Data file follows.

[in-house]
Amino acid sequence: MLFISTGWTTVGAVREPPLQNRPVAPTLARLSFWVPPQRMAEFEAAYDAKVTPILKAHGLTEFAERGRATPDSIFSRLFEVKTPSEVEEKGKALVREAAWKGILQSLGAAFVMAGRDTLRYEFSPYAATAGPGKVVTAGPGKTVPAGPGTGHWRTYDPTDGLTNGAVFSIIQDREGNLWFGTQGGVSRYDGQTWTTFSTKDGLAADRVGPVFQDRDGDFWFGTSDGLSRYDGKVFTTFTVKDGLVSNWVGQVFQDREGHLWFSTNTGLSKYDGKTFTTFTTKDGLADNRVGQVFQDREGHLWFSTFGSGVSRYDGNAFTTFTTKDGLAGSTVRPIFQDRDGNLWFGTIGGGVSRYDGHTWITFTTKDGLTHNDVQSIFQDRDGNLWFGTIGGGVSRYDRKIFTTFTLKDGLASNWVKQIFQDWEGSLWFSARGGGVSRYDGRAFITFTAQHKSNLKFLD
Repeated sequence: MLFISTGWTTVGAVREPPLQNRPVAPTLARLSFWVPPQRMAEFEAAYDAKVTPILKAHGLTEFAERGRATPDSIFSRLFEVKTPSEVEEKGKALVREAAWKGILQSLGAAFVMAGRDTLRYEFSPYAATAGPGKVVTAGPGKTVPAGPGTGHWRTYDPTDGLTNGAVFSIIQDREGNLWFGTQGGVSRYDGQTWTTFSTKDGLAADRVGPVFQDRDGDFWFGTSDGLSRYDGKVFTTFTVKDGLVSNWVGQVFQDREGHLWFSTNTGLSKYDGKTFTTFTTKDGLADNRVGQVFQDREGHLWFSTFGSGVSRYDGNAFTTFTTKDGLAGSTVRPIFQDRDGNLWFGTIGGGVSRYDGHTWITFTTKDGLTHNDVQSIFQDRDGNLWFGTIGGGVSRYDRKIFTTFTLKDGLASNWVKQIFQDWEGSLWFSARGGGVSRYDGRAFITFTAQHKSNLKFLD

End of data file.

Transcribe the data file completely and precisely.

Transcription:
[in-house]
Amino acid sequence: MLFISTGWTTVGAVREPPLQNRPVAPTLARLSFWVPPQRMAEFEAAYDAKVTPILKAHGLTEFAERGRATPDSIFSRLFEVKTPSEVEEKGKALVREAAWKGILQSLGAAFVMAGRDTLRYEFSPYAATAGPGKVVTAGPGKTVPAGPGTGHWRTYDPTDGLTNGAVFSIIQDREGNLWFGTQGGVSRYDGQTWTTFSTKDGLAADRVGPVFQDRDGDFWFGTSDGLSRYDGKVFTTFTVKDGLVSNWVGQVFQDREGHLWFSTNTGLSKYDGKTFTTFTTKDGLADNRVGQVFQDREGHLWFSTFGSGVSRYDGNAFTTFTTKDGLAGSTVRPIFQDRDGNLWFGTIGGGVSRYDGHTWITFTTKDGLTHNDVQSIFQDRDGNLWFGTIGGGVSRYDRKIFTTFTLKDGLASNWVKQIFQDWEGSLWFSARGGGVSRYDGRAFITFTAQHKSNLKFLD
Repeated sequence: MLFISTGWTTVGAVREPPLQNRPVAPTLARLSFWVPPQRMAEFEAAYDAKVTPILKAHGLTEFAERGRATPDSIFSRLFEVKTPSEVEEKGKALVREAAWKGILQSLGAAFVMAGRDTLRYEFSPYAATAGPGKVVTAGPGKTVPAGPGTGHWRTYDPTDGLTNGAVFSIIQDREGNLWFGTQGGVSRYDGQTWTTFSTKDGLAADRVGPVFQDRDGDFWFGTSDGLSRYDGKVFTTFTVKDGLVSNWVGQVFQDREGHLWFSTNTGLSKYDGKTFTTFTTKDGLADNRVGQVFQDREGHLWFSTFGSGVSRYDGNAFTTFTTKDGLAGSTVRPIFQDRDGNLWFGTIGGGVSRYDGHTWITFTTKDGLTHNDVQSIFQDRDGNLWFGTIGGGVSRYDRKIFTTFTLKDGLASNWVKQIFQDWEGSLWFSARGGGVSRYDGRAFITFTAQHKSNLKFLD